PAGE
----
Medical City Fort Worth Fort Worth, TX, United States
Thao T. Nguyen, DO1, Gabriel Gonzales, DO1, Sheila Rastegari, DO1, Timothy Dobin, DO1, Srujana Dasari, MD1, Long Hoang, DO2, Monte Troutman, DO2 1Medical City Fort Worth, Fort Worth, TX; 2UNT Health Science Center, Fort Worth, TX
Introduction: Neuroendocrine tumors (NETs) are a rare cancer of the gastrointestinal (GI) tract, accounting for less than 1% of all colorectal cancers. GI NETs are most commonly found in the small bowel and may be a completely asymptomatic incidental finding unless a patient presents with bowel obstruction or carcinoid syndrome. Here, we detail an unusual presentation of a patient who was eventually diagnosed with an ileocecal valve NET after presenting with clinical signs and symptoms concerning for inflammatory bowel disease (IBD).
Case Description/Methods: A 57-year-old Caucasian female with past medical history of iron deficiency anemia presented to our facility for acute constipation and crampy epigastric discomfort. Patient admitted to intermittent low-volume diarrhea episodes, denying symptoms of weight loss, hematochezia, or melena. Patient had a benign abdominal exam with a nonacute abdomen. A contrasted CT revealed a thickened distal ileum with focal narrowing and associated proximal small bowel dilation concerning for small bowel obstruction. Inflammatory markers were elevated, including a substantial elevation of calprotectin at 2630 µg/g. The patient was evaluated by surgery with recommendation to proceed with GI endoscopic evaluation for IBD. Her symptoms improved with nasogastric tube decompression. Subsequently, patient underwent EGD and colonoscopy, with findings remarkable for terminal ileitis and a significantly inflamed and stenosed ileocecal valve; no definite mass lesion was identified. Biopsies were surprisingly unremarkable. On outpatient follow up, a CT enterography (CTE) was obtained for evaluation of the small bowel given suspected Crohn’s disease. The CTE revealed a 3.7cm partially calcified ileocolonic mesenteric mass. Patient underwent exploratory laparotomy with right hemicolectomy for removal of the ileocecal mass. Histology was consistent with a grade 1, well-differentiated neuroendocrine tumor. On follow-up with oncology, a Ga-68 dotatate PET/CT scan did not reveal any evidence of a metastatic lesion.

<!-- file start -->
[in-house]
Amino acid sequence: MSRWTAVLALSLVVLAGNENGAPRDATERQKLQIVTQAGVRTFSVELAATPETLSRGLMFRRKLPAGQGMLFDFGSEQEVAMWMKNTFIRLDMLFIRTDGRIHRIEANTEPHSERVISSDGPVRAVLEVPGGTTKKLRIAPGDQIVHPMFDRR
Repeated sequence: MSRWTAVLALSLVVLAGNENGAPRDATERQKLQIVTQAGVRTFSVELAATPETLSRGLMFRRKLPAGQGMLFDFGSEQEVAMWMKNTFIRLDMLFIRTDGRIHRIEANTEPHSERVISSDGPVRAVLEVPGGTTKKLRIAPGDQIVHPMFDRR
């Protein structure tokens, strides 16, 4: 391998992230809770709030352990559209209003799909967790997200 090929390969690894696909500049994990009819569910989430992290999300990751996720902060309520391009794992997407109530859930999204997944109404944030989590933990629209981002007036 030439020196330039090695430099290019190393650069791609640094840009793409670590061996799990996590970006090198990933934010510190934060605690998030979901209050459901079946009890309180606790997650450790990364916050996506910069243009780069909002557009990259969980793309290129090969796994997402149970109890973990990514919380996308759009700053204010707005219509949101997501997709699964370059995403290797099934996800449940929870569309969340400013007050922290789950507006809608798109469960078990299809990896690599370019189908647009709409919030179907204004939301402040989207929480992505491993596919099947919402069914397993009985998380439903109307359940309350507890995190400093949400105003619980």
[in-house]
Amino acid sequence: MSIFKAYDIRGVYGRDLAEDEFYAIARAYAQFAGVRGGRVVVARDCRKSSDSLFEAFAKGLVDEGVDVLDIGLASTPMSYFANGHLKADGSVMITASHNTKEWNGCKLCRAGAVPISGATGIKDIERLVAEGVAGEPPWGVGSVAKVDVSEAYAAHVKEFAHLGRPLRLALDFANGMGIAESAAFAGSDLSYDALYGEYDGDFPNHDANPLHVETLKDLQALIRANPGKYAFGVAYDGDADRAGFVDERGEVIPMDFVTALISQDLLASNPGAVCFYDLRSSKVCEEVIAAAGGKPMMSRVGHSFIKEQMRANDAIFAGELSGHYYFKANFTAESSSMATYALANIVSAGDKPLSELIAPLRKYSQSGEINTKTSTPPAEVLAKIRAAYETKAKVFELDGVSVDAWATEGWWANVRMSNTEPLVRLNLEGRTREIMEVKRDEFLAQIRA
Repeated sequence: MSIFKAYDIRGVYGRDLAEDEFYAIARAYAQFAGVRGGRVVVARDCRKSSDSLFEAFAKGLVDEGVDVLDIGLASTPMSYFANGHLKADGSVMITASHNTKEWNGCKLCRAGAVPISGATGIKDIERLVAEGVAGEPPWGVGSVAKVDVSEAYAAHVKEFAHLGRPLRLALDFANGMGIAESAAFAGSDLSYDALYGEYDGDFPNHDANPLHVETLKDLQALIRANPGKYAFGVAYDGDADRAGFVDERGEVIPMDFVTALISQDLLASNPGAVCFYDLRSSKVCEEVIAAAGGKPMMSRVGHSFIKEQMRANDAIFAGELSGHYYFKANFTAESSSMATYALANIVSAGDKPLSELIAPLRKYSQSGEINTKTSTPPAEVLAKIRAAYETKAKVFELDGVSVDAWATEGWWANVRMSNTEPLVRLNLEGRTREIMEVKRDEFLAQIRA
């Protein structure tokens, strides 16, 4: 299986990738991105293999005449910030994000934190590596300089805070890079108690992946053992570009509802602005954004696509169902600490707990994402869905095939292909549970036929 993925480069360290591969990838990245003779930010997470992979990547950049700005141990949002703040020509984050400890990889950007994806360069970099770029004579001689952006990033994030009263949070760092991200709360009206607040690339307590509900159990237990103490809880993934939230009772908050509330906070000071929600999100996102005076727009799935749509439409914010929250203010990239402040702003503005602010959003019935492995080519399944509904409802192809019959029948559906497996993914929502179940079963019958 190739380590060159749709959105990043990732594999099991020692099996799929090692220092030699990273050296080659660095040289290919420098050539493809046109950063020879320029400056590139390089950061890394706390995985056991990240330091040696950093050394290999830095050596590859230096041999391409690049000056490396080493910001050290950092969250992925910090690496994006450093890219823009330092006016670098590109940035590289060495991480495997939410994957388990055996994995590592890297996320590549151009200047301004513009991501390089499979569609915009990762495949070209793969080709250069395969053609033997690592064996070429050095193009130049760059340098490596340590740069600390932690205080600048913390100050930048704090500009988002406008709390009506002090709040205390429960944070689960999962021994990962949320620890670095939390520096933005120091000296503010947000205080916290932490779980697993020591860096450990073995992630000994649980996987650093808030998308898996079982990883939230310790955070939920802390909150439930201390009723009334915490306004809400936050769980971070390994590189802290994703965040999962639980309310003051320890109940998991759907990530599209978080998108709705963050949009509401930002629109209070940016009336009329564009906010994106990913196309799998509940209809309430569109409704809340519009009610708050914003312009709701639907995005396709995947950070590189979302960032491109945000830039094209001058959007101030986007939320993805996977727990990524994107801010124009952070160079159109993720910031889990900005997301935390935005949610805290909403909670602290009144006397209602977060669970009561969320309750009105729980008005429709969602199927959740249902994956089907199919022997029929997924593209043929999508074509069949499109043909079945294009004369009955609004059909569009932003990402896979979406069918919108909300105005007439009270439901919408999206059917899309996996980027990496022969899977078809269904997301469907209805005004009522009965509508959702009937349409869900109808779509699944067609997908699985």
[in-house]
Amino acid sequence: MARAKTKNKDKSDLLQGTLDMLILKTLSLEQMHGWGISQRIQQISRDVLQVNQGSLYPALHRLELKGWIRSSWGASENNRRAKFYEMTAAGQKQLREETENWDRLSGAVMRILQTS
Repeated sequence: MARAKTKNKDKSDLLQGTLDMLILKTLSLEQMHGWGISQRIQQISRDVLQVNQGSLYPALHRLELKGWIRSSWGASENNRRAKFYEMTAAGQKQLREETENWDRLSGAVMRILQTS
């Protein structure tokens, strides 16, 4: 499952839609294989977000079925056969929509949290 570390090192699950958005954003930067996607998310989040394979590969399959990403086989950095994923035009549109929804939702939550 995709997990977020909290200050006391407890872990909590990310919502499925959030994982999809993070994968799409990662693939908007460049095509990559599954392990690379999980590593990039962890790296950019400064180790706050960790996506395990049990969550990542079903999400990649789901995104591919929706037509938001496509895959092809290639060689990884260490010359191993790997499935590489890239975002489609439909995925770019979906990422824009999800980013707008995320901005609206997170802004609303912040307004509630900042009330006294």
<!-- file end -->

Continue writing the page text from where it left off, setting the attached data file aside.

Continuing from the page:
Discussion: This case highlights the importance of a CTE in the workup of suspected Crohn’s disease and in patients presenting with bowel obstruction. In our patient, the CTE led to the eventual diagnosis of the ileocecal mass, which would have otherwise been missed and the presentation wholly attributed to IBD. This case also highlights the importance of establishing a broad differential for ileal disease, keeping in mind the rare conditions such as a neuroendocrine tumor.
Figure: Figure A and Figure B. Contrasted CT coronal image and axial image, respectively, showing abnormal course calcifications adjacent to the ileocecal valve and associated soft tissue component. (Outpatient CTE images unavailable); Figure C. Endoscopic images of the ileocecal valve showing inflammation and stenosis
Thao Nguyen indicated no relevant financial relationships.
Gabriel Gonzales indicated no relevant financial relationships.
Sheila Rastegari indicated no relevant financial relationships.
Timothy Dobin indicated no relevant financial relationships.
Srujana Dasari indicated no relevant financial relationships.
Long Hoang indicated no relevant financial relationships.
Monte Troutman indicated no relevant financial relationships.
Thao T. Nguyen, DO1, Gabriel Gonzales, DO1, Sheila Rastegari, DO1, Timothy Dobin, DO1, Srujana Dasari, MD1, Long Hoang, DO2, Monte Troutman, DO2. P0948 - Neuroendocrine Tumor of the Ileocecal Valve: An IBD Mimicker, ACG 2021 Annual Scientific Meeting Abstracts. Las Vegas, Nevada: American College of Gastroenterology.